Lymphoma and plasma cell neoplasms
B cell lymphoma subtypes
Composite lymphoma (CL)

Author: Guang (Geoff) Yang, M.D., Ph.D. (see Authors page)
Editor: Fouad Abdelhalim, M.D.

Revised: 26 June 2017, last major update June 2017

Copyright: (c) 2002-2017, PathologyOutlines.com, Inc.

PubMed Search: Composite lymphoma [title]

Cite this page: Composite lymphoma (CL). PathologyOutlines.com website. http://www.pathologyoutlines.com/topic/lymphomacompositelymphoma.html. Accessed November 20th, 2017.
Definition / general
  • Defined as two or more morphologically and immunophenotypically distinct lymphomas or lymphoid neoplasms that occur in the same organ or tissue site (Cancer 1977;40:959)
Essential features
  • Two or more distinct lymphomas or lymphoid neoplasms in the same location
  • 1 - 4.7% of all lymphomas
  • One lymphoma component often overshadows the other component
  • Ancillary studies very helpful
Terminology
Epidemiology
  • Accounts for 1% to 4.7% of all lymphomas (J Clin Exp Hematop 2016;56:55)
  • Combinations include (Am J Clin Pathol 2005;123:215):
    • Hodgkin lymphoma (HL) with a B cell or a T cell non-Hodgkin lymphoma (NHL)
    • B cell NHL with a T cell NHL
    • 2 distinct B cell or T cell NHLs at the same anatomic site
  • Most reported cases are B cell lymphoma composite with a Hodgkin lymphoma or two composite B cell lymphomas of different types (Hum Pathol 2014;45:768)
  • Few cases of combined classic and nodular lymphocyte predominant Hodgkin lymphoma (NLPHL) also described (Ann Oncol 1994;5 Suppl 1:7)
Sites
  • Lymph node is the most common involved anatomic site
  • Also spleen or other extranodal sites including GI, respiratory system, salivary glands, bone, skin, liver and bone marrow (J Egypt Natl Canc Inst 2007;19:171)
Etiology
  • For composite B cell lymphoma (J Egypt Natl Canc Inst 2007;19:171):
    1. Clonal selection
    2. Genomic instability and congenital predisposition
    3. Common precursor cell
  • For composite B cell NHL and HL: common precursor cell origin (J Egypt Natl Canc Inst 2007;19:171)
  • For composite T cell lymphoma with HL or B cell lymphoma:
    • EBV infection in B cells or RS cells causes reactive T cell proliferation
    • T cell neoplasm first provokes a B cell response with a pathogenic role for EBV; such B cells infected with EBV later transform to RS cells of Hodgkin lymphoma
    • A state of immunosuppression associated with some cases of T cell lymphoma lead to a prominent EBV associated B cell proliferation
    • Origin: (a) from a common EBV infected progenitor cell, (b) from the same clonal IgH gene rearrangement, (c) totally coincidental existence of two independent de novo neoplastic growth with two separate histogenic processes (J Egypt Natl Canc Inst 2007;19:171)
  • For composite AITL and B cell lymphoma:
    • The neoplastic cells in AITL produce B cell stimulatory factors leading to a continuous stimulation of B cells and promoting their malignant transformation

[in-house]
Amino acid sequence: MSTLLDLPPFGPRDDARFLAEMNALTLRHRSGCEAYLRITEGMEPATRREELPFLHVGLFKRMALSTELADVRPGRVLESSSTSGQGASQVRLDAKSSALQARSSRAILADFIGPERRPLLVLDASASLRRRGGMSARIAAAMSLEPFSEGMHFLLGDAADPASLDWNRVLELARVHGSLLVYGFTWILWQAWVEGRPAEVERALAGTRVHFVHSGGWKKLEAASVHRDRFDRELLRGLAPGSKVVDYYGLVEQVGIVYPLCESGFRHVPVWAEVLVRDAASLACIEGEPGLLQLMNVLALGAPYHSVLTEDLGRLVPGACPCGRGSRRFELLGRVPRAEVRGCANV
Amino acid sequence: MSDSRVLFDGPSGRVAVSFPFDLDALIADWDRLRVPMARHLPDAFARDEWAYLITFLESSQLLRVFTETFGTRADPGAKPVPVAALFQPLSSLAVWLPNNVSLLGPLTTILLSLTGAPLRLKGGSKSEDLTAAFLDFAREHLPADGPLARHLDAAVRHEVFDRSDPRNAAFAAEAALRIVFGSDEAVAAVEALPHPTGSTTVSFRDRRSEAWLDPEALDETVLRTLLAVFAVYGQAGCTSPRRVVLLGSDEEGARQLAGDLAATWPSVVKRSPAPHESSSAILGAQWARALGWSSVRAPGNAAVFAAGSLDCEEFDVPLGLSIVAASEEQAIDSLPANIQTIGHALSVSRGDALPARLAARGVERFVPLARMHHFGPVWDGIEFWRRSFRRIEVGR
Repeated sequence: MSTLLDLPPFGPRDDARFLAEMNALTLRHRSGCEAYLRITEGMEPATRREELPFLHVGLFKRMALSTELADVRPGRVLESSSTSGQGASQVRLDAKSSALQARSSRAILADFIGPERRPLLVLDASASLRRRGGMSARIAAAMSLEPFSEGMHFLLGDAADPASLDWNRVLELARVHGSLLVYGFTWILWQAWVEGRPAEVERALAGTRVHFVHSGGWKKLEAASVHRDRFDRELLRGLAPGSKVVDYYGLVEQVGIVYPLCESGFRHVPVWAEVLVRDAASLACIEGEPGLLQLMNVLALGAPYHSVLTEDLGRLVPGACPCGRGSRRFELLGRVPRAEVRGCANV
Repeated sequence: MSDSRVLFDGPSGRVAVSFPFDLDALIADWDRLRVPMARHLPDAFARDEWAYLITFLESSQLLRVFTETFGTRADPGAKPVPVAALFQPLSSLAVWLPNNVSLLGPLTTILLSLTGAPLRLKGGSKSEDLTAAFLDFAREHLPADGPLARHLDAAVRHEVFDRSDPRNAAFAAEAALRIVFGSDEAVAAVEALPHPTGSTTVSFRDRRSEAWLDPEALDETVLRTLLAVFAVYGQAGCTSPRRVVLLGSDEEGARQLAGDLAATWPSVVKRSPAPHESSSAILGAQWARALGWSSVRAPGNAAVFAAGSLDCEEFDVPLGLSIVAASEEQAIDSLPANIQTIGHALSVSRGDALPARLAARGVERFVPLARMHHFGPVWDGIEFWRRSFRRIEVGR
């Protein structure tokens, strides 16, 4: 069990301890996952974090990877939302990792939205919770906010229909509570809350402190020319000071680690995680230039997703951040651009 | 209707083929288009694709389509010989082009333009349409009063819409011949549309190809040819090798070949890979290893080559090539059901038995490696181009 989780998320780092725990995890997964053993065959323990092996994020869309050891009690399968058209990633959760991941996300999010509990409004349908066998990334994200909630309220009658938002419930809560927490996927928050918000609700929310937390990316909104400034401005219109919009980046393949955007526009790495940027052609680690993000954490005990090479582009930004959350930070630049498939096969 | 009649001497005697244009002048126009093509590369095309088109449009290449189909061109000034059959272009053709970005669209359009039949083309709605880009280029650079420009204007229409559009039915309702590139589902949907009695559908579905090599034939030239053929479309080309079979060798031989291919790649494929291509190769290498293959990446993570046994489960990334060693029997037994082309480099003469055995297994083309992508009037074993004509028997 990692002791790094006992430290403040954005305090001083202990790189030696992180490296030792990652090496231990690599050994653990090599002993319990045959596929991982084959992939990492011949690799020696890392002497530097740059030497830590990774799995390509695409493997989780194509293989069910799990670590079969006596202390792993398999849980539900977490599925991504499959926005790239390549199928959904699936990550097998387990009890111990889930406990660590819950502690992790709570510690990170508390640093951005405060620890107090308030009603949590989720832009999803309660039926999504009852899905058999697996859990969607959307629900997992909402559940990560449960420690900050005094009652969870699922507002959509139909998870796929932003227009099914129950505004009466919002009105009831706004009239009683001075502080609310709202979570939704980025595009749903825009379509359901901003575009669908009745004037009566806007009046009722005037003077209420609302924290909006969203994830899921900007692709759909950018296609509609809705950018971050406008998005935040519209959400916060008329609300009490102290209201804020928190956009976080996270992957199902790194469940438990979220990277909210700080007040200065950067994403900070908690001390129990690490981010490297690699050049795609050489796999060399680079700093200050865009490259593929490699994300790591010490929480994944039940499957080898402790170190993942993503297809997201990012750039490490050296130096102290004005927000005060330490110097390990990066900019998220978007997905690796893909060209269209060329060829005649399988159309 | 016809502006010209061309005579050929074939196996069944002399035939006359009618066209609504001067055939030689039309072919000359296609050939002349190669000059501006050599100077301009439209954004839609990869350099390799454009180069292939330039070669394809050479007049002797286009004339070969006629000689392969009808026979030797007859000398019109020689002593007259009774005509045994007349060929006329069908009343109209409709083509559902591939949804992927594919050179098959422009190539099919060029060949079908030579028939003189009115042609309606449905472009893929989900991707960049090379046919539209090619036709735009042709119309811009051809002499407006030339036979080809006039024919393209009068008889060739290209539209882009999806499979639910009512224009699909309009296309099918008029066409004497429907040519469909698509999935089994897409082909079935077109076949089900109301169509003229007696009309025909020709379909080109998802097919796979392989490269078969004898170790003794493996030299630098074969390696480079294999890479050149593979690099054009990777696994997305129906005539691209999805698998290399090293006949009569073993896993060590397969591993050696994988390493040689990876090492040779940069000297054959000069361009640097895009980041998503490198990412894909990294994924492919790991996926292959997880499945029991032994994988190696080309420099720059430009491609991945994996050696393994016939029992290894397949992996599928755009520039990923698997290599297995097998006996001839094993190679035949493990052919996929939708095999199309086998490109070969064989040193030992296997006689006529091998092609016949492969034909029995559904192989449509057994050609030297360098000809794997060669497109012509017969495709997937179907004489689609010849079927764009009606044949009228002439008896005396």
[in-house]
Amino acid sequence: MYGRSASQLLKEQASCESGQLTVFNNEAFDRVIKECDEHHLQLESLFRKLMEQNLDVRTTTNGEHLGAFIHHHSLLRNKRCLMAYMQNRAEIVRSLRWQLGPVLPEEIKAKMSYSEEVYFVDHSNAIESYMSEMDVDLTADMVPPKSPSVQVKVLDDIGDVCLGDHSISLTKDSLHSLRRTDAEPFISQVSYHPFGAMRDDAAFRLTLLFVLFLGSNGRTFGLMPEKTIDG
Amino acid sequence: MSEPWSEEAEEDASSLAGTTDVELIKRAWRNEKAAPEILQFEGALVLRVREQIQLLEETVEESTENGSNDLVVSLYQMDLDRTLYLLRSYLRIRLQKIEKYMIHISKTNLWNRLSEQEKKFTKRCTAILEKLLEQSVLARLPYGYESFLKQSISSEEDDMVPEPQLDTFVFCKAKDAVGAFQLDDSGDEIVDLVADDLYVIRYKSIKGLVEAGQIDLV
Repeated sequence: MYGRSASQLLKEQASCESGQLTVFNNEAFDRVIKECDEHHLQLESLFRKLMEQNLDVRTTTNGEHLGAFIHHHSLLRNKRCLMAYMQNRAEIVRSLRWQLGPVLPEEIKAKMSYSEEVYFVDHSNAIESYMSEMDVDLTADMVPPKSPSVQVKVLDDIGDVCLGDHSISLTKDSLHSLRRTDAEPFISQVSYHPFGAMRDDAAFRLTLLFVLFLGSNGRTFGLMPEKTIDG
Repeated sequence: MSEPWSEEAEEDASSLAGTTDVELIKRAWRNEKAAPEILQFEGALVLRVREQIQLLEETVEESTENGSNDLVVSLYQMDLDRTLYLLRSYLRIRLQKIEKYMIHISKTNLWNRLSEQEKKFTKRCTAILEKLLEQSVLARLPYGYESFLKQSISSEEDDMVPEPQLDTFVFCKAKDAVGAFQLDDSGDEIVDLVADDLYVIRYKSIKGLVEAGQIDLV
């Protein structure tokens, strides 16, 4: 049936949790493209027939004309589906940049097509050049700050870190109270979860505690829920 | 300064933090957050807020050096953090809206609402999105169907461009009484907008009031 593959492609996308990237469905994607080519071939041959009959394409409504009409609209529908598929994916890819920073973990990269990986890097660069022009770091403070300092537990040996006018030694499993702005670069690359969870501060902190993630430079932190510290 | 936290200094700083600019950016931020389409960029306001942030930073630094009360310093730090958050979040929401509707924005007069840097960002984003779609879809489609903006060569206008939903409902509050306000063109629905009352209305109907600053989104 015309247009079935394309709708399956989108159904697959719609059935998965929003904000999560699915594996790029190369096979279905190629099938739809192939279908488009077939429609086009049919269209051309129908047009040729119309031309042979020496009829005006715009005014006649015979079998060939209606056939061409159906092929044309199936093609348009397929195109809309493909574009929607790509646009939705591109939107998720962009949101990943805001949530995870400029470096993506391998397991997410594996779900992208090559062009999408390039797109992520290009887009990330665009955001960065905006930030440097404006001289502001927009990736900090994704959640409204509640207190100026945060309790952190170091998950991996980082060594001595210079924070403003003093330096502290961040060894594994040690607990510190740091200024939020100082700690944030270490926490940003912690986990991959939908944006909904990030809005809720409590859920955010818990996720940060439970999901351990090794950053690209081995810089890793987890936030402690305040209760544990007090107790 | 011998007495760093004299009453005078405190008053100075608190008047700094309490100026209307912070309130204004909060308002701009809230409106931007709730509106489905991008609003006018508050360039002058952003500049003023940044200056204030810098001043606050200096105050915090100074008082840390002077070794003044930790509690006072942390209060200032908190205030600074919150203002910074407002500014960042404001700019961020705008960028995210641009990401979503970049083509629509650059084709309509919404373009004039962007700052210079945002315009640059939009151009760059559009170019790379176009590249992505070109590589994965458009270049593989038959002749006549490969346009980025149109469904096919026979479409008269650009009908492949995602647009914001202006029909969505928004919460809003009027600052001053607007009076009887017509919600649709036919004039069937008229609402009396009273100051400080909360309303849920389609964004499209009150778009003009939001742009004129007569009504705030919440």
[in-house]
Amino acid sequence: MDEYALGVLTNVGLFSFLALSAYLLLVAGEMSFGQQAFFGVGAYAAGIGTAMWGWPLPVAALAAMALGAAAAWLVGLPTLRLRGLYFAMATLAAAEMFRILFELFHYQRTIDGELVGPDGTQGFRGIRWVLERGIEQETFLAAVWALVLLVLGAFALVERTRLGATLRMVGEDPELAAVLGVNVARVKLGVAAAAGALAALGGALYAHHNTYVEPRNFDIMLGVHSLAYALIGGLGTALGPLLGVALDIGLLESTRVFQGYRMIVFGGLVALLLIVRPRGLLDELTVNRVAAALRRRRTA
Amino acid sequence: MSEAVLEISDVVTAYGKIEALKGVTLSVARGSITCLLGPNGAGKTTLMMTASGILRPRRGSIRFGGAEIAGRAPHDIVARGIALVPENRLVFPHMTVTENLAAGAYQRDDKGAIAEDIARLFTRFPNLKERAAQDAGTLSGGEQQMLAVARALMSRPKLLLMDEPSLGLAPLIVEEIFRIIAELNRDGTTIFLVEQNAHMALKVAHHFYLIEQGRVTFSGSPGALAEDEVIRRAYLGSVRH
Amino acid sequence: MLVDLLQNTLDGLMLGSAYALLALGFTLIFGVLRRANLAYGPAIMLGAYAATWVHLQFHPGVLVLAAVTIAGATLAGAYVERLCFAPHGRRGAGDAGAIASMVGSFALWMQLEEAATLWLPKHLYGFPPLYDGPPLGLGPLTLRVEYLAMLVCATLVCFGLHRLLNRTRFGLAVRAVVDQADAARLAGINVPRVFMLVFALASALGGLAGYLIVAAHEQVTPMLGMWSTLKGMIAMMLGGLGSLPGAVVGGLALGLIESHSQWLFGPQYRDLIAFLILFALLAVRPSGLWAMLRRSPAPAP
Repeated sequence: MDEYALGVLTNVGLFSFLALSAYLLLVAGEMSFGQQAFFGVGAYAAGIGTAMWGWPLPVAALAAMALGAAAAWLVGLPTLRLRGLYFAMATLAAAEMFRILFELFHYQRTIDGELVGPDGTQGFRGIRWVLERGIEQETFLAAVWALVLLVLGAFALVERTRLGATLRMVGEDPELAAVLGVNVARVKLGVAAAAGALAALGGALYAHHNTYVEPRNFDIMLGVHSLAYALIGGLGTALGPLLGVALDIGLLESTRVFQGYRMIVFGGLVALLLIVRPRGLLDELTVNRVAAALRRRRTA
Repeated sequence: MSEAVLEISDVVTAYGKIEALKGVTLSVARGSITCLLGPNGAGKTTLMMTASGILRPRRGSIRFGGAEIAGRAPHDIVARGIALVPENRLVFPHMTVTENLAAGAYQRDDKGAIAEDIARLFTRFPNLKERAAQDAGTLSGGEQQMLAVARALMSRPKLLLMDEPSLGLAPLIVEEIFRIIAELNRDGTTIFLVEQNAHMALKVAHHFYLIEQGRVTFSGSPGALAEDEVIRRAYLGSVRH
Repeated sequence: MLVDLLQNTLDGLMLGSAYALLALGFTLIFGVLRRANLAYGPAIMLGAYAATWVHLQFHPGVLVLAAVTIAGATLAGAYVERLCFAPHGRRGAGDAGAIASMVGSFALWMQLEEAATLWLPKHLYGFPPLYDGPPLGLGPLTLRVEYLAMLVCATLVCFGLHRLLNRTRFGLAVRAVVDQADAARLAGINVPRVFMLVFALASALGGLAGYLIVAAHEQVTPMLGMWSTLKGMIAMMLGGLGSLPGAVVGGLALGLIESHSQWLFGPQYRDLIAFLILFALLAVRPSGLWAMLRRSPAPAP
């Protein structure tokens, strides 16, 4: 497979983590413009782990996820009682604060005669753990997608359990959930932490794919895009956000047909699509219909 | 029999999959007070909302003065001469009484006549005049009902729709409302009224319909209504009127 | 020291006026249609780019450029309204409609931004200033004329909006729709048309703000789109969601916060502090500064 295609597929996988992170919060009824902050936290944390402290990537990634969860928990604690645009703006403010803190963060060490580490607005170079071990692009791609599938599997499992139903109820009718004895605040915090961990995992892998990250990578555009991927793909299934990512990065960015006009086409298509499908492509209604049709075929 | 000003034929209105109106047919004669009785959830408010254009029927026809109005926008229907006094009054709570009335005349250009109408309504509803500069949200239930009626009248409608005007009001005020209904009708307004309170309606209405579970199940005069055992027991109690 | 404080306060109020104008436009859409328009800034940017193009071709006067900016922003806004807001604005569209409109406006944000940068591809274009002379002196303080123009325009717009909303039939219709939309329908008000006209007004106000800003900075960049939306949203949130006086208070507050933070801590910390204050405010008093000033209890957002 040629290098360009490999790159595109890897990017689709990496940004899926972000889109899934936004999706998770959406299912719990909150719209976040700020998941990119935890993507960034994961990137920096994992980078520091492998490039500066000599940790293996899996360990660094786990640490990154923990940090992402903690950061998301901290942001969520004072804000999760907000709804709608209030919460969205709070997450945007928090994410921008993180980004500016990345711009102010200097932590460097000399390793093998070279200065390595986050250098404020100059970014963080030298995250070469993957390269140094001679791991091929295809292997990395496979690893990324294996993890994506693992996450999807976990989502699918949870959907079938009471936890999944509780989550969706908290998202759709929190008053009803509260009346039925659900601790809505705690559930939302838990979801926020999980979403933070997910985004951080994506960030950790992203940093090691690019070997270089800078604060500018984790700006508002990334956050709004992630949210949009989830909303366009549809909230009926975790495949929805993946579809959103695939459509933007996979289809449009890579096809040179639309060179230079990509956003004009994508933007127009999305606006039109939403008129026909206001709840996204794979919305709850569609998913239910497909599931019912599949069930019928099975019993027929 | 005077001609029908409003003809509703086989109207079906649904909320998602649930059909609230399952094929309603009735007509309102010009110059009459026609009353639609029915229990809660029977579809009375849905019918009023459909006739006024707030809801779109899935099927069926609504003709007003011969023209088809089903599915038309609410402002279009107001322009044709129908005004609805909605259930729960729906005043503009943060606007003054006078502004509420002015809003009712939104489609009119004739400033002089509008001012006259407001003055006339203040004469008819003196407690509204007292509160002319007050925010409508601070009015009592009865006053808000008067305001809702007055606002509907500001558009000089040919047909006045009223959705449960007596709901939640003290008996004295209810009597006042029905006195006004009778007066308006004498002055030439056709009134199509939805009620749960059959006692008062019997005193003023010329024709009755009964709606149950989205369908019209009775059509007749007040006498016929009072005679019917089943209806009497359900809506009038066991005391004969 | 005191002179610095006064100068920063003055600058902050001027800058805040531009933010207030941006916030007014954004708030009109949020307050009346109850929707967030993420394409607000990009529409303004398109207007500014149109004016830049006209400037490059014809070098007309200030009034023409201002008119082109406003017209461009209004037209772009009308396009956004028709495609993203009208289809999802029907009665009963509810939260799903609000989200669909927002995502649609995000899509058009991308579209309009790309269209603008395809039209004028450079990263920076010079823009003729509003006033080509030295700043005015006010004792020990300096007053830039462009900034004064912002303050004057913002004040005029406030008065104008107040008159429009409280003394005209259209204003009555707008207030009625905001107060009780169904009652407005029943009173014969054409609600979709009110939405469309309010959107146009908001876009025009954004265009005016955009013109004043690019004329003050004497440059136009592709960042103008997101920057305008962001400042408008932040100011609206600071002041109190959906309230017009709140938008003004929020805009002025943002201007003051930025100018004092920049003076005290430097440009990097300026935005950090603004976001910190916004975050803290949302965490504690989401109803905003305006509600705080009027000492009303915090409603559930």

• EBV is known to be associated with AITL and this specific microenvironment might be associated with the increasing risk of development of an EBV positive B cell lymphoma
    • TET2 mutations are commonly seen in AITL T cell tumor clones
      • These mutations have been identified in some monocytes and hemopoietic precursor cells and might also be shared by the B cell clones
      • As such, this genetic lesion might cause the simultaneous development of both T and B cell lymphomas (Lancet Oncol 2014;15:e435)
    • Chronic exposure to common antigens or carcinogens simultaneously stimulates or transforms B and T cells lineages (Hum Pathol 2014;45:768)
Clinical features
  • Seen in wide age range (26 - 88 years) but more common in elderly people with male predominance (2.5:1)
  • Presents either as concurrent or sequential (metachronous) disease in the same organ
  • In case of sequential disease, the second malignancy may be identified with recurrence of the primary type (J Egypt Natl Canc Inst 2007;19:171)
Diagnosis
  • Biopsy (usually lymph nodes) investigated with morphological, immunohistochemical and molecular techniques
  • The morphological criteria include cytological features of the tumor cells and the bystander cells and the growth pattern of the lymphoma (Lancet Oncol 2014;15:e435)
  • Diagnosis can be challenging because one lymphoma component often overshadows the other component
  • Ancillary studies, such as flow cytometry, immunohistochemistry, oncogenic virus tests, (such as EBV, cytogenetic study and molecular tests) can be very helpful in detection of masked neoplastic components (Hum Pathol 2014;45:768)
Prognostic factors
Case reports
Treatment
  • Overall therapeutic strategy needs to consider both disease components and the treatment goals vary dependent on the histological subtype for lymphomas (Lancet Oncol 2014;15:e435)
Microscopic (histologic) images

Images hosted on other servers:

Composite mantle cell lymphoma and CLL / SLL

Flow cytometry description
  • Usefulness of multiparametric flow cytometry in detecting composite lymphoma: study of 17 cases in a 12 year period (Am J Clin Pathol 2011;135:541)
  • Multiparameter flow cytometry is necessary for detection, characterization and diagnostics of composite mature B cell lymphoproliferative neoplasms (Int J Hematol 2013;98:589)
Differential diagnosis